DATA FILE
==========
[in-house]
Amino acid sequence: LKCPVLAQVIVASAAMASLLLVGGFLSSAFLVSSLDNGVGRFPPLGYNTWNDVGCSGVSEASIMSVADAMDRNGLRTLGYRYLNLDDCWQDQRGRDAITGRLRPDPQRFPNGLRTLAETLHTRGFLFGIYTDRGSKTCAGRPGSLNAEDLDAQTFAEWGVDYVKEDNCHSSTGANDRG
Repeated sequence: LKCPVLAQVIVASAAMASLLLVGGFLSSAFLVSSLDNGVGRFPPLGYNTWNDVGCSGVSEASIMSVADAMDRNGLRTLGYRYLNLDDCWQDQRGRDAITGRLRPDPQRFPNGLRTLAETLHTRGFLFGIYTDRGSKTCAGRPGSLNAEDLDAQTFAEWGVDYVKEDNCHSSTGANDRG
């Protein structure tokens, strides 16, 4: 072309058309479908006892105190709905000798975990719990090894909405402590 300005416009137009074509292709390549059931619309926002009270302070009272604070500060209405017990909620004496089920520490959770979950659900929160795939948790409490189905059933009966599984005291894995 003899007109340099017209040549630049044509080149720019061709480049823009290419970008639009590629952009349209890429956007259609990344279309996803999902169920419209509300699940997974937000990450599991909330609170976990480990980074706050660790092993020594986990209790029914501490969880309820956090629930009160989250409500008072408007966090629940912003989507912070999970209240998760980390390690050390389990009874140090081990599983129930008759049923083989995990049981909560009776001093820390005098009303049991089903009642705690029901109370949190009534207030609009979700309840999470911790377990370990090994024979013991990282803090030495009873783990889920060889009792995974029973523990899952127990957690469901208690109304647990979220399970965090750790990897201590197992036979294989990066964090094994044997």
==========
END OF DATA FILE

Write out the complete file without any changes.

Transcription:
[in-house]
Amino acid sequence: LKCPVLAQVIVASAAMASLLLVGGFLSSAFLVSSLDNGVGRFPPLGYNTWNDVGCSGVSEASIMSVADAMDRNGLRTLGYRYLNLDDCWQDQRGRDAITGRLRPDPQRFPNGLRTLAETLHTRGFLFGIYTDRGSKTCAGRPGSLNAEDLDAQTFAEWGVDYVKEDNCHSSTGANDRG
Repeated sequence: LKCPVLAQVIVASAAMASLLLVGGFLSSAFLVSSLDNGVGRFPPLGYNTWNDVGCSGVSEASIMSVADAMDRNGLRTLGYRYLNLDDCWQDQRGRDAITGRLRPDPQRFPNGLRTLAETLHTRGFLFGIYTDRGSKTCAGRPGSLNAEDLDAQTFAEWGVDYVKEDNCHSSTGANDRG
């Protein structure tokens, strides 16, 4: 072309058309479908006892105190709905000798975990719990090894909405402590 300005416009137009074509292709390549059931619309926002009270302070009272604070500060209405017990909620004496089920520490959770979950659900929160795939948790409490189905059933009966599984005291894995 003899007109340099017209040549630049044509080149720019061709480049823009290419970008639009590629952009349209890429956007259609990344279309996803999902169920419209509300699940997974937000990450599991909330609170976990480990980074706050660790092993020594986990209790029914501490969880309820956090629930009160989250409500008072408007966090629940912003989507912070999970209240998760980390390690050390389990009874140090081990599983129930008759049923083989995990049981909560009776001093820390005098009303049991089903009642705690029901109370949190009534207030609009979700309840999470911790377990370990090994024979013991990282803090030495009873783990889920060889009792995974029973523990899952127990957690469901208690109304647990979220399970965090750790990897201590197992036979294989990066964090094994044997």